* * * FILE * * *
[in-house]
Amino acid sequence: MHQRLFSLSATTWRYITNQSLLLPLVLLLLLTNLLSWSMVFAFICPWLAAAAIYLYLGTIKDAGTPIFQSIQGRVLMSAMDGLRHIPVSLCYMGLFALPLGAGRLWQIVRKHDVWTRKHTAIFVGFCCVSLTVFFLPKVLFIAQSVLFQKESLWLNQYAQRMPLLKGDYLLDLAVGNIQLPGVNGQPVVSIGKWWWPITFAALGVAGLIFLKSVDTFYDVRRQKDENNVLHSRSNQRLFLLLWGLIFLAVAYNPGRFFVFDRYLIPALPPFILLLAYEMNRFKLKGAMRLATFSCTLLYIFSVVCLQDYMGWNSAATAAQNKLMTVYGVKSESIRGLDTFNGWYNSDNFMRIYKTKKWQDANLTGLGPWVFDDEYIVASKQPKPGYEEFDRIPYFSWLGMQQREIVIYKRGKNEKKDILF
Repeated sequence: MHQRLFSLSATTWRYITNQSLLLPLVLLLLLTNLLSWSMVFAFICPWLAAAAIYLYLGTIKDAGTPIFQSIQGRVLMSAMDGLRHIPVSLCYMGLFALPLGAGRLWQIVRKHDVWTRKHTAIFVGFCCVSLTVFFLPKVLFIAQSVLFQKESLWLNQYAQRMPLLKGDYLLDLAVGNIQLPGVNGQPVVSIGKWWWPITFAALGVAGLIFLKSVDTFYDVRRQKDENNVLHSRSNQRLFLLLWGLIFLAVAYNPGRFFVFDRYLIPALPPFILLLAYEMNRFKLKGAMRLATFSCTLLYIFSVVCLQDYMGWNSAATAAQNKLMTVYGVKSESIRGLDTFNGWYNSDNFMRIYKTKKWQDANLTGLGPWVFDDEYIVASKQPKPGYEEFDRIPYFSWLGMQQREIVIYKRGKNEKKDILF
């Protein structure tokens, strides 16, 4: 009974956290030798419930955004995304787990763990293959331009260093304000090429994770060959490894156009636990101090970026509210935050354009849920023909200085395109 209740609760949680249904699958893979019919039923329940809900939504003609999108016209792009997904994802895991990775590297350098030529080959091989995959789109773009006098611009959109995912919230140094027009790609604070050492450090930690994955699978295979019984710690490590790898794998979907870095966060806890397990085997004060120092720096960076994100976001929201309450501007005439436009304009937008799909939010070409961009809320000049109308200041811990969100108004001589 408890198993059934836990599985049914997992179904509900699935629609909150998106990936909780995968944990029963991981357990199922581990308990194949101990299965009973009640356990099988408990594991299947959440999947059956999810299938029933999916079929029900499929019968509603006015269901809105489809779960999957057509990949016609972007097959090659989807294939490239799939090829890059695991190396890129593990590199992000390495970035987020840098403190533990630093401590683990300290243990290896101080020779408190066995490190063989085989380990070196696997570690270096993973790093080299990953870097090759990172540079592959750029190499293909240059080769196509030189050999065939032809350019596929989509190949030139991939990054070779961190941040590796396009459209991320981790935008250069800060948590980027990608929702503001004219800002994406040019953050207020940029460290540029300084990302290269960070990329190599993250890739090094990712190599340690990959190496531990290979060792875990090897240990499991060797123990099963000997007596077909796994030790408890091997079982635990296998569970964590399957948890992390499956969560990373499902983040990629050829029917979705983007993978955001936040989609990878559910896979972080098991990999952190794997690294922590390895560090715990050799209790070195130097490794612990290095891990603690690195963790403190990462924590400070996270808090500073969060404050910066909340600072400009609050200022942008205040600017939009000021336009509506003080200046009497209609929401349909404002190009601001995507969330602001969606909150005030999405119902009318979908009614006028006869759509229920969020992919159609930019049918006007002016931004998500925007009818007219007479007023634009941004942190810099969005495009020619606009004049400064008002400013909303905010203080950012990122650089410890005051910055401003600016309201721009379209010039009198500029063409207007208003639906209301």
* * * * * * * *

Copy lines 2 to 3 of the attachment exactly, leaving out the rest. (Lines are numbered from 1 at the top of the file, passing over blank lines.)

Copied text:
Amino acid sequence: MHQRLFSLSATTWRYITNQSLLLPLVLLLLLTNLLSWSMVFAFICPWLAAAAIYLYLGTIKDAGTPIFQSIQGRVLMSAMDGLRHIPVSLCYMGLFALPLGAGRLWQIVRKHDVWTRKHTAIFVGFCCVSLTVFFLPKVLFIAQSVLFQKESLWLNQYAQRMPLLKGDYLLDLAVGNIQLPGVNGQPVVSIGKWWWPITFAALGVAGLIFLKSVDTFYDVRRQKDENNVLHSRSNQRLFLLLWGLIFLAVAYNPGRFFVFDRYLIPALPPFILLLAYEMNRFKLKGAMRLATFSCTLLYIFSVVCLQDYMGWNSAATAAQNKLMTVYGVKSESIRGLDTFNGWYNSDNFMRIYKTKKWQDANLTGLGPWVFDDEYIVASKQPKPGYEEFDRIPYFSWLGMQQREIVIYKRGKNEKKDILF
Repeated sequence: MHQRLFSLSATTWRYITNQSLLLPLVLLLLLTNLLSWSMVFAFICPWLAAAAIYLYLGTIKDAGTPIFQSIQGRVLMSAMDGLRHIPVSLCYMGLFALPLGAGRLWQIVRKHDVWTRKHTAIFVGFCCVSLTVFFLPKVLFIAQSVLFQKESLWLNQYAQRMPLLKGDYLLDLAVGNIQLPGVNGQPVVSIGKWWWPITFAALGVAGLIFLKSVDTFYDVRRQKDENNVLHSRSNQRLFLLLWGLIFLAVAYNPGRFFVFDRYLIPALPPFILLLAYEMNRFKLKGAMRLATFSCTLLYIFSVVCLQDYMGWNSAATAAQNKLMTVYGVKSESIRGLDTFNGWYNSDNFMRIYKTKKWQDANLTGLGPWVFDDEYIVASKQPKPGYEEFDRIPYFSWLGMQQREIVIYKRGKNEKKDILF